COMMON QUESTIONS ABOUT AUTOMOBILE & DRIVING LAWS IN MINNESOTA
Must I have a license to operate any vehicles other than a car (such as a moped, boat, motorcycle, or snowmobile)?
Yes. Minnesota law prohibits a person from driving “any motor vehicle upon any street or highway” unless the person has a valid permit or license for the class of vehicle being driven. The law defines “motor vehicle” to include all-terrain vehicles (ATVs), motorcycles, snow- mobiles, and other “self-propelled” land vehicles. Any resident born since 1976 who operates a snowmobile in Minnesota must possess either a valid snowmobile safety certificate or a driver’s license that has a valid snowmobile qualification indicator permit.
The law also requires the driver of any three-wheeled vehicle (such as an autocycle or motorcycle with a sidecar), motorcycle, motor scooter, or motorbike on a street or highway to have a valid driver’s license with a three-wheeled or two-wheeled vehicle (i.e., motorcycle) endorsement. The law also allows a “motorized bicycle” (i.e., moped) to be operated by anyone with either a driver’s license or a moped permit, which is available to anyone age 15 years or older.
With regard to boats, the law requires persons between the ages of 12 and 18 to hold a valid watercraft operator’s permit when operating any motorboat with a 26 horsepower or larger motor unless there is a person age 21 or older in the motorboat within immediate reach of the controls.
A permit is also required for a person between the ages of 13 and 18 to operate a “jet ski” or “personal watercraft” unless there is a person 21 year of age or older on board the craft.
Yes. Minnesota law requires every driver to have a license in his or her immediate possession at all times when operating a motor vehicle and to display it upon demand by an officer authorized to enforce laws relating to the operation of motor vehicles.
Minnesota law does not require a driver’s license in order to drive a motor vehicle on private property. If, however, the person’s driver’s license is suspended, revoked, or canceled, the law forbids operating any motor vehicle anywhere in the state, including on private property.
Minnesota law makes it a misdemeanor to drive after suspension, revocation, or cancellation. Accordingly, the maximum sentence would be 90 days in jail and a fine of $1,000. In addition, a conviction will often result in a further suspension of the driver’s license.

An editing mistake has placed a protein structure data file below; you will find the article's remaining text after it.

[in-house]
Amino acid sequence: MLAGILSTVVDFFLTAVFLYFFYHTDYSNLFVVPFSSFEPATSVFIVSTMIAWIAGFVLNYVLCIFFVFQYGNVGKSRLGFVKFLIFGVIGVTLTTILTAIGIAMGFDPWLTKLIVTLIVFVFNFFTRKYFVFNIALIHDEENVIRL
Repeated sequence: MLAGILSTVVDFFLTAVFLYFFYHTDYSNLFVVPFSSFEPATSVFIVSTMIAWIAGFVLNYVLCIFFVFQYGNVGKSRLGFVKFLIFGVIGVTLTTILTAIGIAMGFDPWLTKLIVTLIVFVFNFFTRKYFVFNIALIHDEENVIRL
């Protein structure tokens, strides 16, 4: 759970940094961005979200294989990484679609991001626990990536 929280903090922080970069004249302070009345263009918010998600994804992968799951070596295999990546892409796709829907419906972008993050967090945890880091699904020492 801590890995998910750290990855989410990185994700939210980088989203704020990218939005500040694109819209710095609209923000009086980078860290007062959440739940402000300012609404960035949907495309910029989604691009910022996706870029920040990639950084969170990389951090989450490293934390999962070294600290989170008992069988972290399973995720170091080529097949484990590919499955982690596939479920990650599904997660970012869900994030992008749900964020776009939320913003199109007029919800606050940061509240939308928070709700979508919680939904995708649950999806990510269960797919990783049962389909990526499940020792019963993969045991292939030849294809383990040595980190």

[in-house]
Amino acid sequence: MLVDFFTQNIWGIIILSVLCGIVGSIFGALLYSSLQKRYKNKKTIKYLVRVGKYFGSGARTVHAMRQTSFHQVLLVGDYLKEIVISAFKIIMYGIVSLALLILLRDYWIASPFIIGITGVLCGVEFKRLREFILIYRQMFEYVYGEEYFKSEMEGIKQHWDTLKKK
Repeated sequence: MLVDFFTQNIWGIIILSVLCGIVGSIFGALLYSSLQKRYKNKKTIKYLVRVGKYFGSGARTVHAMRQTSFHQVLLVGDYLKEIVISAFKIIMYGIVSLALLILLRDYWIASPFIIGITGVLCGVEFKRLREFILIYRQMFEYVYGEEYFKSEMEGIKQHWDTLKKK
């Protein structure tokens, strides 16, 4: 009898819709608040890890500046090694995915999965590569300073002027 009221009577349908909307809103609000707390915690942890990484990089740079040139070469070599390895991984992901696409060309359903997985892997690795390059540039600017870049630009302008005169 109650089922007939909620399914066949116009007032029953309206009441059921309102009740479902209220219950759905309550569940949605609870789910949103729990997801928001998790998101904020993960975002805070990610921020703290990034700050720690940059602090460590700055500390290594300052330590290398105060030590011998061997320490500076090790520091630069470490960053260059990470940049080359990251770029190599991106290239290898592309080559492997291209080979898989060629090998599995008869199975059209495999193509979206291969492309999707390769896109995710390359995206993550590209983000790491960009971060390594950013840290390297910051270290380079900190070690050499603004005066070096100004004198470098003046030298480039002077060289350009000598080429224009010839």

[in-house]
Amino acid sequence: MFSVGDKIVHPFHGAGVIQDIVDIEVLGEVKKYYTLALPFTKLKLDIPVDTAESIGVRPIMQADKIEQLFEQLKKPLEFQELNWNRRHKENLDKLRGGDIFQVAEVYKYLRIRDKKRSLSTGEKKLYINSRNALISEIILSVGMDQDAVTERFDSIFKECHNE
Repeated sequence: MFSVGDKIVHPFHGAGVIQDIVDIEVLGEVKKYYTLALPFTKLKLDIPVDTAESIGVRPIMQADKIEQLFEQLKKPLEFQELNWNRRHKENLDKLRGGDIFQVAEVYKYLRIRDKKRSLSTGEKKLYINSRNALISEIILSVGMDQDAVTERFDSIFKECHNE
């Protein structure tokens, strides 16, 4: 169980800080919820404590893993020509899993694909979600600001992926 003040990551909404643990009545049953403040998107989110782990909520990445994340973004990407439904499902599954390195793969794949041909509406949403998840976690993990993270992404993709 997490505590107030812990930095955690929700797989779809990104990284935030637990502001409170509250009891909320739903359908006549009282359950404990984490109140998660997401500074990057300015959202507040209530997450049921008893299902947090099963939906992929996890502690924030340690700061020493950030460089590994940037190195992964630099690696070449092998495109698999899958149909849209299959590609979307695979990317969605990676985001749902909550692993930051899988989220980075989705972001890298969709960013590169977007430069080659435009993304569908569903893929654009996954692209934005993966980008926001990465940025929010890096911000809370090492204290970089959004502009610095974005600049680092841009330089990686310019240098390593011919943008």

Driving after cancellation may be a gross misdemeanor (up to one-year in jail and $3,000 fine) if the driver’s license was canceled for being “inimical [i.e. harmful] to the public safety,” which generally means you have had multiple alcohol-involved violations.
Minnesota law requires all occupants to wear a properly fastened and adjusted seat and shoulder belt. A child under eight years of age riding as a passenger in a vehicle must be secured in a certified child restraint system, unless the child is 4’9’’ or taller.
The law also requires drivers of “motorized bicycles” and motorcycles to wear protective headgear (a helmet) until the age of 18. All motorcycle operators, regardless of age, must wear protective eye devices.
Properly licensed motorcyclists are not required by law in Minnesota to wear helmets, but because serious head injury is common among fatally injured motorcyclists, helmet use is important. The National Highway Traffic Safety Administration reports that helmets are about 29 percent effective in preventing motorcycle deaths and about 67 percent effective in preventing brain injuries. A motorcycle helmet can help prevent serious injury or death in even a low speed accident.
In general, a person must be 18 or older to own a car. Under Minnesota law, persons under the age of 18 may own a car if:
- that person is seventeen and has completed a driver’s training course
- the person is seventeen and a high school graduate
- the person is an employed, emancipated minor with a Minnesota driver’s license
- the person became a car owner while a resident of another state or country, and the car is registered in the person’s name in the other state or country.
A title is the official document produced by the state describing the serial number, make of car, owner, and other pertinent information. Every car is required to have such a title, which must reflect the current owner.
When you buy a car, the seller must sign the title document and give it to you. You must file the document with the Minnesota Department of Public Safety and pay the appropriate fees. If this is not done, the prior owner of the car continues to hold title and may be found legally responsible for the vehicle.
The Certificate of Title is “prima facie evidence” of ownership, meaning that the true owner of the car can be legally presumed to be the person listed on the title unless someone is able to prove otherwise in court. It is important to transfer the Certificate of Title immediately upon sale or purchase of a car, for many reasons.